A CRACKDOWN on staff and patients lighting up outside hospitals has been urged amid reports the public are routinely abused by smokers flouting the law.
An Evening News investigation found 23 people smoking near, or outside, the entrance of Edinburgh Royal Infirmary in little over an hour.
All hospital sites are due to go smoke-free by 2015 under Scottish Government legislation but anti-smoking campaigners and patient groups said action was needed now.
It comes as Unison chiefs warn there was at least one report of verbal abuse per week from NHS Lothian staff who have approached visitors, patients and colleagues asking them not to smoke outwith designated areas.
One senior NHS insider called the “foul-mouthed” abuse of staff by smokers “a real problem”.
It should be a place where the sick get better. But instead, the outside of our hospitals often resemble an advertisement for everything that is wrong with Scottish health.
Patients standing in their pyjamas, some attached to drips, smoke cigarette after cigarette, oblivious as the carcinogenic smoke blows back into the wards.
Alongside them are NHS Lothian staff who, like the patients, seemingly cannot be bothered walking the short distance to the designated smoking shelter.
Above is a large red sign that is ignored by all: No Smoking In This Area.
Frustrated staff who call security demanding action are told there’s nothing that can be done. “They just shout and swear at us. We can’t intervene.”
But today – amid a groundswell of support for action – NHS Lothian has been urged to immediately end its informal acceptance of smoking outside hospitals by staff and patients.
Health chiefs are facing demands to get tough after the Evening News captured staff and patients brazenly flouting rules at the flagship Edinburgh Royal Infirmary.
We photographed dozens of uniformed staff and patients ignoring the warning signs and smoking just yards from the hospital building.
Though building work currently taking place has led to the smoking hut positioned outside A&E being cordoned off, over a 70-minute period only six people out of 29 observed smoking outside the building made any effort to stand near the smoking area. Eight people, including five who could be easily identified as hospital workers, were seen smoking directly outside one of the entrances to A&E – underneath a sign which clearly states smoking is prohibited.
All but one of the people seen smoking in this area used plastic chairs which appeared to have been left there specifically for people to sit on during a cigarette break.
Indeed, smoking directly outside has become so common that staff from Consort – which manages the ERI site – have been seen using leaf blowers to move the large number of cigarette butts lying on the ground.
NHS smoking policy states that staff who smoke are only permitted to do so “off NHS Lothian premises”. The 2006 policy also goes on to state: “They should also be aware that smoking during business hours, or whenever in uniform or wearing an identity badge, compromises the public health message.”
A spokeswoman for NHS Lothian said no decision had been made regarding a penalty for staff who continue to flout the rules, but said discussions were ongoing.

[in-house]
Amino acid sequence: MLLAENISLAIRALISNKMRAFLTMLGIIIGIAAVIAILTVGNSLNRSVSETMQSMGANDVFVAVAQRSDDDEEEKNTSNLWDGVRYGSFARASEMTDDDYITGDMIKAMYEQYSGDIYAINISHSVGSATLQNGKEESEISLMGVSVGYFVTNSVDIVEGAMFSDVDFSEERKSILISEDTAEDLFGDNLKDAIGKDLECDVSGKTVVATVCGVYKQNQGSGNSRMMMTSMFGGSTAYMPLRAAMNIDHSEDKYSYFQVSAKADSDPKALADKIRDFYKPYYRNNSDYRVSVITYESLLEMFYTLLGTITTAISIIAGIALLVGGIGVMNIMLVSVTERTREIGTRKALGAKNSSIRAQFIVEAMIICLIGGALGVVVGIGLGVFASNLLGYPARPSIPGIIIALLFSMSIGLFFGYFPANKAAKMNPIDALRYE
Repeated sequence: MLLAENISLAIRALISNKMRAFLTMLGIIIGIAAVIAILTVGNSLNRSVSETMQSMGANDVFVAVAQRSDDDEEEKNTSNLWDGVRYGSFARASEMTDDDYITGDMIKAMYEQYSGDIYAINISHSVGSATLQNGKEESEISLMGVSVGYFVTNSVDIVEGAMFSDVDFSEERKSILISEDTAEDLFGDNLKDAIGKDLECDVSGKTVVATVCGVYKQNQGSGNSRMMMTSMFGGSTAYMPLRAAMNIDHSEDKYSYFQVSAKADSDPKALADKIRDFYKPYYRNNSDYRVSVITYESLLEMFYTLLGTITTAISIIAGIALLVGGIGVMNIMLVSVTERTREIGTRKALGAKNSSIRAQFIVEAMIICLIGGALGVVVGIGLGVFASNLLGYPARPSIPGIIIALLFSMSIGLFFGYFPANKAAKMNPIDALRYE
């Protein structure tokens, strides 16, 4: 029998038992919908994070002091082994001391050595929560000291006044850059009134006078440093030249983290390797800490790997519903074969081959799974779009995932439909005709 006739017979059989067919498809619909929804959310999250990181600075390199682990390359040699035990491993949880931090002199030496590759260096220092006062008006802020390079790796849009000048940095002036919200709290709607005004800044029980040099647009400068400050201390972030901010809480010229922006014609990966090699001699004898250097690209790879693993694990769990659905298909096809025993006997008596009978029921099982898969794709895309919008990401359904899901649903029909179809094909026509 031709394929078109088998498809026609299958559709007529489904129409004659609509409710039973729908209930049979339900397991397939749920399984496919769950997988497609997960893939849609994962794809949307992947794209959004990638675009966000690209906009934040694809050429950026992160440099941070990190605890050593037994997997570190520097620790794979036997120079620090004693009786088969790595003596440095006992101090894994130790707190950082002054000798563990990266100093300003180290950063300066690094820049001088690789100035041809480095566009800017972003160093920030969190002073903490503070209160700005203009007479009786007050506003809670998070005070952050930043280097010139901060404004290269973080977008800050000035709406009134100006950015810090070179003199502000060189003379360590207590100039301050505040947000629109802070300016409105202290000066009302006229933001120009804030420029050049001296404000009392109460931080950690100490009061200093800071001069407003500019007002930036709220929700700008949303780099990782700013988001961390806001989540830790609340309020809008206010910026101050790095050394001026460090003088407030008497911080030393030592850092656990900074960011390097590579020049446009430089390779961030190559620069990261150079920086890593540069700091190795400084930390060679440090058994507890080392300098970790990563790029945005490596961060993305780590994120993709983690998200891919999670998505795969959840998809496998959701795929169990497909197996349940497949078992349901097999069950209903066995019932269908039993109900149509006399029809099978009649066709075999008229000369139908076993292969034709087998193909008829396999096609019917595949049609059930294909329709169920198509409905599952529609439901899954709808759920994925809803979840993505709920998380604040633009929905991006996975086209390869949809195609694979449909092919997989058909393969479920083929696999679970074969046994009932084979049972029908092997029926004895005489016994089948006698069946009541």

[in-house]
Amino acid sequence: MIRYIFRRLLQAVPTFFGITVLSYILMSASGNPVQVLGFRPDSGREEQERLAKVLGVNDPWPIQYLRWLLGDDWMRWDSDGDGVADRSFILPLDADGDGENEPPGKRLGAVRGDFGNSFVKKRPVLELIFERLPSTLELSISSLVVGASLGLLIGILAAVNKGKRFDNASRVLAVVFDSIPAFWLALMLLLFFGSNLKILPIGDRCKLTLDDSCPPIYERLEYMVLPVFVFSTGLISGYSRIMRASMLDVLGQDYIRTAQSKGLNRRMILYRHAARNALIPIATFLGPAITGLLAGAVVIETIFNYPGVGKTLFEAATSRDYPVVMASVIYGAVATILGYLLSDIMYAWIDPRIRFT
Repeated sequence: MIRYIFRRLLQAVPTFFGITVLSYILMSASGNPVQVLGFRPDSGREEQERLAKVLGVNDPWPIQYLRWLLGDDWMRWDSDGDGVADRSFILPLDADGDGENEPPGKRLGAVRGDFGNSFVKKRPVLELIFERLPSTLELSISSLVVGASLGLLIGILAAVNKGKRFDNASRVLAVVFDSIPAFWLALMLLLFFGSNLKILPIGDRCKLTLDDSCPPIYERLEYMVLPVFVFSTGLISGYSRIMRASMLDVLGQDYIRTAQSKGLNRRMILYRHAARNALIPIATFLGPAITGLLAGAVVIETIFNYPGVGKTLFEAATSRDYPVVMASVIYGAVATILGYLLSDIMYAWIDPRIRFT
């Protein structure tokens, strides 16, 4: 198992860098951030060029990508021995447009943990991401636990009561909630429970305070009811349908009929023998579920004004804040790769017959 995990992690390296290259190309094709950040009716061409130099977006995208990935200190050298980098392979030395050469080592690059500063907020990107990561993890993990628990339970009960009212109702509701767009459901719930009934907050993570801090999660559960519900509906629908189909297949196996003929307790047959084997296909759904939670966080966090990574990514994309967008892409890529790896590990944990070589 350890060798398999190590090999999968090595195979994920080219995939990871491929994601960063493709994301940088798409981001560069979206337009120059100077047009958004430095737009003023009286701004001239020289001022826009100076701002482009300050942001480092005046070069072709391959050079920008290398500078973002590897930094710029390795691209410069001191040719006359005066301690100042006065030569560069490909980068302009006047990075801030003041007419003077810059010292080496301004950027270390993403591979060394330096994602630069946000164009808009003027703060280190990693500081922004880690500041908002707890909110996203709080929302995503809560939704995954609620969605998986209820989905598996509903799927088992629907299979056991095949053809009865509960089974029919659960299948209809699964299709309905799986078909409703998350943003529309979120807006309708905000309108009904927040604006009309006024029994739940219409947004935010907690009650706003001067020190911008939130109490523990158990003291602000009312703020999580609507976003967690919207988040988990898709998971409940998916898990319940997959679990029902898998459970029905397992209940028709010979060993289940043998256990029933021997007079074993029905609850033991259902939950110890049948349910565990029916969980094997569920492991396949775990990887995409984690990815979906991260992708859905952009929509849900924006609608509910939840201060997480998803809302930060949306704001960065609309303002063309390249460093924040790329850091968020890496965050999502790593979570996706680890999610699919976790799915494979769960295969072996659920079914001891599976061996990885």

All hospital sites are due to go completely smoke free by 2015 under Scottish Government legislation but anti-smoking campaigners and patient groups said action was needed now.
Sheila Duffy, chief executive of ASH Scotland, said: “Genuinely smoke-free hospitals have an important part to play in changing the culture of our society, helping the next generation to grow up free from tobacco.
“We understand that nicotine is highly addictive and it is not always easy for patients to quit abruptly when admitted to hospital. But stop-smoking support should be available – and we need to see leadership from NHS staff, who have no excuse for not following their own policies.”
Union reps and disgruntled staff have been receiving abuse from smokers who refuse to stick to the rules.
Unison’s Tom Waterson said: “We have had reports from NHS Lothian staff members who unfortunately have been verbally abused by members of the public who they have approached and asked not to smoke outwith designated areas.
“I would estimate that at least once a week we hear concerns from staff members who have asked people to move to a designated area and who have been hassled as a result.”
One senior NHS insider called the “foul-mouthed” abuse of staff by smokers “a real problem”.
He said: “As a non-smoker I find it particularly galling that I’ve got to walk by people exhaling a cloud of cancer-causing smoke to get to my work.
“It’s a real problem. I have noticed patients have been getting a lot more abusive and gravitating away from their smoking shelters at a number of hospitals.
“Like most things, time passes, and people get lazy or forget what they’re supposed to do. But that’s never an excuse for people to direct foul-mouthed vitriol at staff asking them to do the correct thing and stub their cigarettes out.”
He added: “At the end of the day, we’re the people who deal with the other end of it – the throat and lung cancers and the heart attacks caused by smoking. It’s funny how unabusive people then can be when they’re in a room with us and really need us.”
The Scotland Patient Association has called on staff to set a better example but said more support from higher up was necessary to help them kick the habit.
Dr Jean Turner, of the Scotland Patient Association, said: “For many years now there have been large signs at hospital entrances saying you are entering a no smoking area, but it’s been plain to see that’s simply not true.
“A lot of the time you practically have to hold your breath when you’re walking to the entrance. You pass patients with drips smoking in their pyjamas and you’ll also see uniformed staff members smoking outwith the designated smoking shelters.